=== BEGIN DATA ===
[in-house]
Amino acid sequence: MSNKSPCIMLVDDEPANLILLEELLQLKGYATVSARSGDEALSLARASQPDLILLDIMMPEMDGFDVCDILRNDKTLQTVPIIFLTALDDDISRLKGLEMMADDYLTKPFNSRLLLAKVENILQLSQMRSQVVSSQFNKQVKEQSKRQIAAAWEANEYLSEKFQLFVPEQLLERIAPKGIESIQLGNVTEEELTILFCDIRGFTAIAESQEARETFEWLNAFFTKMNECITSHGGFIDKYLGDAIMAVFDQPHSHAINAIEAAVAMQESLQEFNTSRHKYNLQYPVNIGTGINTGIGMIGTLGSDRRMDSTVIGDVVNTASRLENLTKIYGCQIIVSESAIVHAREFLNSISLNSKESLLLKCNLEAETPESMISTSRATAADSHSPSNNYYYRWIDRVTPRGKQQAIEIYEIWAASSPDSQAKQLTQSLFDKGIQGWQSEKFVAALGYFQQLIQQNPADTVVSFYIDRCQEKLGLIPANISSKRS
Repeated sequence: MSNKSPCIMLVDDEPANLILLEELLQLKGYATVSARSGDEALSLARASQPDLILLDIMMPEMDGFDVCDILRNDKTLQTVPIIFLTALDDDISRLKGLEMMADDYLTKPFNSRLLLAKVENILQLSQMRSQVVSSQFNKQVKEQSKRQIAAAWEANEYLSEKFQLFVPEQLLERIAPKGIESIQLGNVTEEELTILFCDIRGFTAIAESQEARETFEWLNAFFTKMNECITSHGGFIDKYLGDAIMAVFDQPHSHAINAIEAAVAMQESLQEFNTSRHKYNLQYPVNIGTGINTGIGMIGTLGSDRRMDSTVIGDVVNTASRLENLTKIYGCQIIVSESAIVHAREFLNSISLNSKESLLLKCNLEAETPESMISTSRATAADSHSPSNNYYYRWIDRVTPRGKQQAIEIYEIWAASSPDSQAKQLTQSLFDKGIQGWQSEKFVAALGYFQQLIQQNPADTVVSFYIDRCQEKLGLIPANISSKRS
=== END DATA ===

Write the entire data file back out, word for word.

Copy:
[in-house]
Amino acid sequence: MSNKSPCIMLVDDEPANLILLEELLQLKGYATVSARSGDEALSLARASQPDLILLDIMMPEMDGFDVCDILRNDKTLQTVPIIFLTALDDDISRLKGLEMMADDYLTKPFNSRLLLAKVENILQLSQMRSQVVSSQFNKQVKEQSKRQIAAAWEANEYLSEKFQLFVPEQLLERIAPKGIESIQLGNVTEEELTILFCDIRGFTAIAESQEARETFEWLNAFFTKMNECITSHGGFIDKYLGDAIMAVFDQPHSHAINAIEAAVAMQESLQEFNTSRHKYNLQYPVNIGTGINTGIGMIGTLGSDRRMDSTVIGDVVNTASRLENLTKIYGCQIIVSESAIVHAREFLNSISLNSKESLLLKCNLEAETPESMISTSRATAADSHSPSNNYYYRWIDRVTPRGKQQAIEIYEIWAASSPDSQAKQLTQSLFDKGIQGWQSEKFVAALGYFQQLIQQNPADTVVSFYIDRCQEKLGLIPANISSKRS
Repeated sequence: MSNKSPCIMLVDDEPANLILLEELLQLKGYATVSARSGDEALSLARASQPDLILLDIMMPEMDGFDVCDILRNDKTLQTVPIIFLTALDDDISRLKGLEMMADDYLTKPFNSRLLLAKVENILQLSQMRSQVVSSQFNKQVKEQSKRQIAAAWEANEYLSEKFQLFVPEQLLERIAPKGIESIQLGNVTEEELTILFCDIRGFTAIAESQEARETFEWLNAFFTKMNECITSHGGFIDKYLGDAIMAVFDQPHSHAINAIEAAVAMQESLQEFNTSRHKYNLQYPVNIGTGINTGIGMIGTLGSDRRMDSTVIGDVVNTASRLENLTKIYGCQIIVSESAIVHAREFLNSISLNSKESLLLKCNLEAETPESMISTSRATAADSHSPSNNYYYRWIDRVTPRGKQQAIEIYEIWAASSPDSQAKQLTQSLFDKGIQGWQSEKFVAALGYFQQLIQQNPADTVVSFYIDRCQEKLGLIPANISSKRS